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Telecommunications Infrastructure Design Process
The process described in this paper applies to existing buildings that are being re-furbished as well as new buildings in which construction has not begun. If the building owner or developer has an in-house telecommunications department, the engineers and project managers in that department will manage these functions. It is increasingly commonplace for commercial real estate companies to utilize the services of an outside consulting firm that provides turnkey services to design, install and maintain the telecommunications infrastructure in the building. The consultant is typically a vendor-neutral company that can manage the process from inception to tenant occupancy and beyond, utilizing equipment and services from any manufacturer or service provider. Figure 3. shows the steps required to complete a comprehensive telecommunications infrastructure project. The shaded boxes show the steps that apply only to existing buildings under refurbishment. Detailed descriptions of each of the steps follow.
Each of these steps is described in detail in the sections below.
1. Tenant Surveys
Periodically, every building owner or manager should survey tenants to determine their satisfaction level with existing infrastructure and what their telecommunication needs are, or will be in the future. The data that is typically collected in a tenant survey includes, but is not limited to, the following:
· Current Voice (local and LD) provider
· Current Internet usage and provider
· Use of web hosting services
· Use of video and voice conferencing
· Television access (satellite or cable)
· VSAT or other satellite uplink use
· Current Telecom monthly cost
· Future growth plans
· Future telecom needs (various categories)
· Disaster preparedness and recovery plans
2. Site Survey
The site survey is designed to provide a document listing telecommunications equipment and bandwidth available in the building. The data that is typically collected in the site survey includes all relevant information about the existing telecommunications infrastructure in and on the building. This includes:
· Current Telecommunications Service providers in the building (copper,
cable and fiber)
· Location in the building of entrance facilities
· Telecommunications infrastructure capacity in the building (copper, cable and fiber)
· Equipment in the main telco room (smart jacks, 66 blocks, routers, multiplexers)
· Status of rooftop access rights
· Existing satellite and wireless dishes on the rooftop including frequencies and service providers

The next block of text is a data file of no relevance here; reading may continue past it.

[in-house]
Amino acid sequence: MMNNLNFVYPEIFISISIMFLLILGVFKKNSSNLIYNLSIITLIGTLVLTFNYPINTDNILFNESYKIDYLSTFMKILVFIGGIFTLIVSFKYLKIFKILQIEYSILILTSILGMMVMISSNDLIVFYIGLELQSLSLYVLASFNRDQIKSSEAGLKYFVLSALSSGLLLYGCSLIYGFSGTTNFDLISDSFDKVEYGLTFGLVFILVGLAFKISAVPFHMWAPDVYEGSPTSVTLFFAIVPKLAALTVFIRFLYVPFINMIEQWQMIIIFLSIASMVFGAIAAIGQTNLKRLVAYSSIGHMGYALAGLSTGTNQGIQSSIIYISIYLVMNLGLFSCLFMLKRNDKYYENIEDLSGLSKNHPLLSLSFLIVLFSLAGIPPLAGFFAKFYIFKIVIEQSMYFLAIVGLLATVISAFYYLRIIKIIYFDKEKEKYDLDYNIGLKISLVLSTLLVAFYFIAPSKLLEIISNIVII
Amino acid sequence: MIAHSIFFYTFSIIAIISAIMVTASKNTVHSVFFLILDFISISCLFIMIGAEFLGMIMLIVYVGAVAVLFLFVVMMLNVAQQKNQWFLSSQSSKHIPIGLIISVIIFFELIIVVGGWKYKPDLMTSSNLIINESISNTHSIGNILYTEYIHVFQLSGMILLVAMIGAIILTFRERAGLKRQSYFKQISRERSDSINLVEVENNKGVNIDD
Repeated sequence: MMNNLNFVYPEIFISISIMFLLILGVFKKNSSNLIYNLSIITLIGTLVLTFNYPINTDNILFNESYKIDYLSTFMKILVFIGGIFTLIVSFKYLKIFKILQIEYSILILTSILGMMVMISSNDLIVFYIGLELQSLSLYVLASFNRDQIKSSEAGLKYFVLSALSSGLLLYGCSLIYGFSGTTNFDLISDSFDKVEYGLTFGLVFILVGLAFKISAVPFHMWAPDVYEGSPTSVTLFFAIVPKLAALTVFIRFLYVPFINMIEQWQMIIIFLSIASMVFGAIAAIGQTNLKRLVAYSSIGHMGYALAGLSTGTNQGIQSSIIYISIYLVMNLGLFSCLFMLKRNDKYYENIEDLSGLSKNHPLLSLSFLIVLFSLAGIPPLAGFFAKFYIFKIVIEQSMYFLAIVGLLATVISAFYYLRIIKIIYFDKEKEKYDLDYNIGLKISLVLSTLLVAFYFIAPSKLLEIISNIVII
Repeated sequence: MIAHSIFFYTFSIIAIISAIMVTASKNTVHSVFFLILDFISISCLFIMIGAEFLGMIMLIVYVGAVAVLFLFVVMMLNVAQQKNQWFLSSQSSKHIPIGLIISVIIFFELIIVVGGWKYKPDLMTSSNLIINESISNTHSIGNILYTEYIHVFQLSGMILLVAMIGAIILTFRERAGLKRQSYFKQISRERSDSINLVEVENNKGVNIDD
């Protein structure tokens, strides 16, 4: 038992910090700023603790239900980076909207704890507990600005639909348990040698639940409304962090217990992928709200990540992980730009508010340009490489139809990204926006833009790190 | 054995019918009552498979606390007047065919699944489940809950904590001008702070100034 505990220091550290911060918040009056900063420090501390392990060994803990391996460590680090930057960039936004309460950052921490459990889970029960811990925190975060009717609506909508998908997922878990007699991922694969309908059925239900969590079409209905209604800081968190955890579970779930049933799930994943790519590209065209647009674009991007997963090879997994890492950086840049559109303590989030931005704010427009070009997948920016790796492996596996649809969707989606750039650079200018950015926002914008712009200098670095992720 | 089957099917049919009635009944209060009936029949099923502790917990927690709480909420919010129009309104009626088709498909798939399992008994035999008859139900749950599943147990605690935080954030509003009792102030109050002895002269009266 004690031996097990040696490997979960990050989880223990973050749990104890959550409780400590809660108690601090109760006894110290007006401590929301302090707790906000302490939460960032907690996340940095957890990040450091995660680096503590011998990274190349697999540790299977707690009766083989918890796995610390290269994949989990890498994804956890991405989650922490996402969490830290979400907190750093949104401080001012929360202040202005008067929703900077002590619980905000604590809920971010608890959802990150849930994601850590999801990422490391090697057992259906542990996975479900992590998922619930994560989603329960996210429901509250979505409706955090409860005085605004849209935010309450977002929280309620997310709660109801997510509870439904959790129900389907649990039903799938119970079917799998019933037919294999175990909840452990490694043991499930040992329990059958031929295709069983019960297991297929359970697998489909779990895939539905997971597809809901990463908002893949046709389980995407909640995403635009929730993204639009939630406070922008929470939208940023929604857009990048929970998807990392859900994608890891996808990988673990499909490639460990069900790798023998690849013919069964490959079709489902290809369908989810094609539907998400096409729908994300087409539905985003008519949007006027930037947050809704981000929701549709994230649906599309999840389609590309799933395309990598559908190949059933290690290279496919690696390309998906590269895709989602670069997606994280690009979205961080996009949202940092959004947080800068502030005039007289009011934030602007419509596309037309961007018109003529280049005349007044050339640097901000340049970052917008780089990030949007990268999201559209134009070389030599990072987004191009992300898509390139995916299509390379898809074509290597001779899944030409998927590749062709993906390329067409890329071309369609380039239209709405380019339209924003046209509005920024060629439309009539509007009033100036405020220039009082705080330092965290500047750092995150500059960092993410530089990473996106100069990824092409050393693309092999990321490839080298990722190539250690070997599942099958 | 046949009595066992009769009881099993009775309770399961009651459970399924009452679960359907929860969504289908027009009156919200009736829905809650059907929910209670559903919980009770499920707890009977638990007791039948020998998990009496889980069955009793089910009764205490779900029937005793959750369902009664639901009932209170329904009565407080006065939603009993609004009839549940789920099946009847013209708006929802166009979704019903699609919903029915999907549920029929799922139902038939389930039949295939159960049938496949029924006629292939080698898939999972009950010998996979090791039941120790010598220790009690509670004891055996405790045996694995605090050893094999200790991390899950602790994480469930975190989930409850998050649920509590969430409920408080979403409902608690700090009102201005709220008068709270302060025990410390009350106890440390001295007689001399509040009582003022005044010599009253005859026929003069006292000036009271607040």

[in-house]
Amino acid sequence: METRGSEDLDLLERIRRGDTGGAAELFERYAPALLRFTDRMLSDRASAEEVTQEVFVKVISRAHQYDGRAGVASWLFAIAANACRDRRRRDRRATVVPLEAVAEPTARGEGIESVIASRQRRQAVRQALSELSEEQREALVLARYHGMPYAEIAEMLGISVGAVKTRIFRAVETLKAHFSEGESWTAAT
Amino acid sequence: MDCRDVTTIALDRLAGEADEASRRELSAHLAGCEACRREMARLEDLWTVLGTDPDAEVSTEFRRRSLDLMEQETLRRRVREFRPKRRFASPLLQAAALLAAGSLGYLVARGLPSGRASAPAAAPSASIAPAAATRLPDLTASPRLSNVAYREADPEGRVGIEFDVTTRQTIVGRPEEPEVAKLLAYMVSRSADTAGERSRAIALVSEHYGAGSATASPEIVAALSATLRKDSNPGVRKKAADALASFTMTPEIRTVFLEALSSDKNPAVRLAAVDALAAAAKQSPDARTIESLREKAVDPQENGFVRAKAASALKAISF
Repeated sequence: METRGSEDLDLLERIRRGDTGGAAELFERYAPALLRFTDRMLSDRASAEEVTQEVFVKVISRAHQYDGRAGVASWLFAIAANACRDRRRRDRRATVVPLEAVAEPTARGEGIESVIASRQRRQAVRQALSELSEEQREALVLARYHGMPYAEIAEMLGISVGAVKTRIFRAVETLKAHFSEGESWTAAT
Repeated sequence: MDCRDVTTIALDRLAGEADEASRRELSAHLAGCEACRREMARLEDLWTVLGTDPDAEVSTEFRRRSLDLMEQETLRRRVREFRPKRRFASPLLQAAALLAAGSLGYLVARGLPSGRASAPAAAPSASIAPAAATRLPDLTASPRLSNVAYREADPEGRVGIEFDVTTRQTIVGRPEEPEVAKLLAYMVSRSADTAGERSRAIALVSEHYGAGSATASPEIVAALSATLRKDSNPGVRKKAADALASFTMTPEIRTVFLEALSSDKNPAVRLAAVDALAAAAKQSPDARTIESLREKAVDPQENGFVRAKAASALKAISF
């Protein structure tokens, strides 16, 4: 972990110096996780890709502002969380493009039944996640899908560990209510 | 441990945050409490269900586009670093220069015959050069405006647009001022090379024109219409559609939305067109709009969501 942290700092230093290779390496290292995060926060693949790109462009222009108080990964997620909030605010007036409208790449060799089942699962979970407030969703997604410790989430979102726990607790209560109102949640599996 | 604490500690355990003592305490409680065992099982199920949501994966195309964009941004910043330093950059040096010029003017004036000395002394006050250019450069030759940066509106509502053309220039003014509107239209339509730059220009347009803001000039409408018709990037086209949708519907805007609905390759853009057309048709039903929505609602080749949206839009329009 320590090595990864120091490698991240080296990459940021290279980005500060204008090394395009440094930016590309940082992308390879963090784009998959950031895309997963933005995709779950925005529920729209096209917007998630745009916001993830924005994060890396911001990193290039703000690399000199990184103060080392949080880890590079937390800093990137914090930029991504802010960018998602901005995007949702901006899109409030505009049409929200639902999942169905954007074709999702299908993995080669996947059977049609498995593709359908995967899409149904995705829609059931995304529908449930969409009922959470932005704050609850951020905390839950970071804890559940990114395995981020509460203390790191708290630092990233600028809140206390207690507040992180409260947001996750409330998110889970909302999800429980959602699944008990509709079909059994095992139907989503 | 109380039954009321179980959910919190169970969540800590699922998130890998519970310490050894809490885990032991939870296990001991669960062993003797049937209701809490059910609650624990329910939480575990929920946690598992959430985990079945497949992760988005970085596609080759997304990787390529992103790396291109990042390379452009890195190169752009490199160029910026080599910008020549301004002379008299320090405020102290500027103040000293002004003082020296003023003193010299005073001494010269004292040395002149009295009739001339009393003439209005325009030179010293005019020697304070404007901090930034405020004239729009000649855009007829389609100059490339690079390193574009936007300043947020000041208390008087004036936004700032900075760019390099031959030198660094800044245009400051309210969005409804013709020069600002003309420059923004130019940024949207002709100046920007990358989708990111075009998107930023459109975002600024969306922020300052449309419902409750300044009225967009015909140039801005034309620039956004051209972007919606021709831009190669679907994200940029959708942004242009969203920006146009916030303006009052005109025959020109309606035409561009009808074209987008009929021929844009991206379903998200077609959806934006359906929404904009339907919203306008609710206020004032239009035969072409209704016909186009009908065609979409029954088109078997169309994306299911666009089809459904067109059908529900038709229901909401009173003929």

· Location and capacity of telco closets on each floor
· Existing wiring for LAN/WAN
3. Inside-Wiring Survey
Inside wiring is the key driver of telecommunications solutions in all commercial buildings. In older buildings, copper is the predominant medium from the main telco closet in the basement to tenant suites. In newer buildings, copper, co-axial cable, and fiber optics may have been installed side by side. If CLEC's or wireless providers have obtained access to the building, fixed wireless and/or satellite antennas might be located on the roof and additional riser capacity may have been installed.
It is imperative that the building owner has a comprehensive map of the entire telecommunications infrastructure in the building. This one-time snapshot of the inside-wiring layout in the building and an assessment of the used and available capacity can then be updated on a regular basis. An analysis of the state of the internal wiring and growth needs of your tenants will help generate infrastructure upgrade plans.
Figure 3. Telecommunications Infrastructure Design Process
4. Rooftop Survey
Fixed wireless broadband service providers, wireless service providers, satellite TV companies and VSAT network providers are actively looking for rooftop access rights on many buildings. The rooftop is a very valuable asset that can generate additional revenue for a building owner. It is critical that the owner assesses the value of the rooftop to maximum revenue from this asset. Typical floor space in a large city might rent for $20-$40 per square foot. Rooftop space for an antenna could rent for $400 to $1000 per square foot.
Typically the telecommunications consultant will engage spectrum management vendors to perform rooftop surveys that identify and document all currently installed equipment on the rooftop and associated equipment in the building. In addition, a spectral analysis is performed, mapping all signals that impinge on the rooftop or any equipment on the rooftop. A map can be plotted showing a 360-degree horizontal spectral assessment and a second map will show vertical signals impinging on the rooftop (usually satellite downlinks). Every attempt is made to identify the source of the signals and document the power and frequency. This information is critical for the design and installation of any receiving or transmission equipment on the rooftop either by service providers or tenants.
During the construction of a building, it is critical that the rooftop design account for the potential weight of numerous large antennas and towers. As these towers are constructed and antennas installed, analyses must be performed to manage the radiation hazard and a radiation safety program must be designed specifically for that building and rooftop. The telecommunications consultant, therefore, should have a demonstrated expertise in radiation safety analysis and design.